The violin that was apparently played to calm passengers on the Titanic as it sank was sold for £900,000 at auction in Britain.
It was played by band leader Wallace Hartley, who died along with 1,517 others as the ship went down.
The BBC reports the violin sold in just 10 minutes at the auction in Wiltshire on Saturday. The buyer was believed to be British.
The most previously paid for a piece of Titanic memorabilia is thought to have been for a plan of the ship used in the 1912 inquiry into the sinking, sold for £220,000 in 2011.
Auctioneer Alan Aldridge said the violin was the "rarest and most iconic" piece of Titanic memorabilia.
It has taken seven years for the auction house, Henry Aldridge & Son, to authenticate the instrument using several experts.
These included using forensic science experts who are said to have found the wood still contained salt deposits from the sea water.
Some people still doubt whether the violin is the genuine article and believe it could not have survived being submerged in sea water.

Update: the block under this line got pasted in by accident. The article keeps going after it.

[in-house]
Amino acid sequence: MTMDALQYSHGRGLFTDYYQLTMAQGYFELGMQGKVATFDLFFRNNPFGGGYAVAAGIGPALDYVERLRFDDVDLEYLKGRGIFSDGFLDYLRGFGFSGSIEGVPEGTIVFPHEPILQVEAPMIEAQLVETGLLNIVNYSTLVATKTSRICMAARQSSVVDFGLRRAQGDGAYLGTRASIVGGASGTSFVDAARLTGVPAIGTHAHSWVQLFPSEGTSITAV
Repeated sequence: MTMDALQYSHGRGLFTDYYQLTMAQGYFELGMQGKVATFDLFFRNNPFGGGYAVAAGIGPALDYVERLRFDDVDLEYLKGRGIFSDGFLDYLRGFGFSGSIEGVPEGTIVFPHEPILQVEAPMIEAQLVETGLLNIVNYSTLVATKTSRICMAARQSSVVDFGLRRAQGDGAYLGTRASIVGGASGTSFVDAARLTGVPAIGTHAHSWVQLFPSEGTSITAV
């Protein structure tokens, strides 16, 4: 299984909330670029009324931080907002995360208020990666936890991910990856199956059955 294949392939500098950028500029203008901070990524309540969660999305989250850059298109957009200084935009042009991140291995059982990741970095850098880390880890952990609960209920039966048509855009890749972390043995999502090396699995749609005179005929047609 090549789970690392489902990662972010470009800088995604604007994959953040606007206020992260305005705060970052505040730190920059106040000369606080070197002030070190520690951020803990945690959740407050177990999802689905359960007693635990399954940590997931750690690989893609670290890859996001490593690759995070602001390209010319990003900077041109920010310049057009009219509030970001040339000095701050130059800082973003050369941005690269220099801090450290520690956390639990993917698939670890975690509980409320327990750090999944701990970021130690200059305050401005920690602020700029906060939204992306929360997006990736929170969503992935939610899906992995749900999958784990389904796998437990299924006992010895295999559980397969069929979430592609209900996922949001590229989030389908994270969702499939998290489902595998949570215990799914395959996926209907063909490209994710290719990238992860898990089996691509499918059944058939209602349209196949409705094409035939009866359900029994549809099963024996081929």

But it is claimed the violin survived in a leather case strapped to Mr Harley's body who was found wearing his cork and linen lifejacket.
A diary entry by his fiancee, Maria Robinson, said it was saved from the water and returned to her.
Following her death in 1939, the violin was given to her local Salvation Army citadel and was later passed on to the current anonymous owner's mother in the early 1940s.
The auction house said it had attracted interest from collectors all over the world and added that more than 315,000 people viewed it during a three-month exhibition in the United States.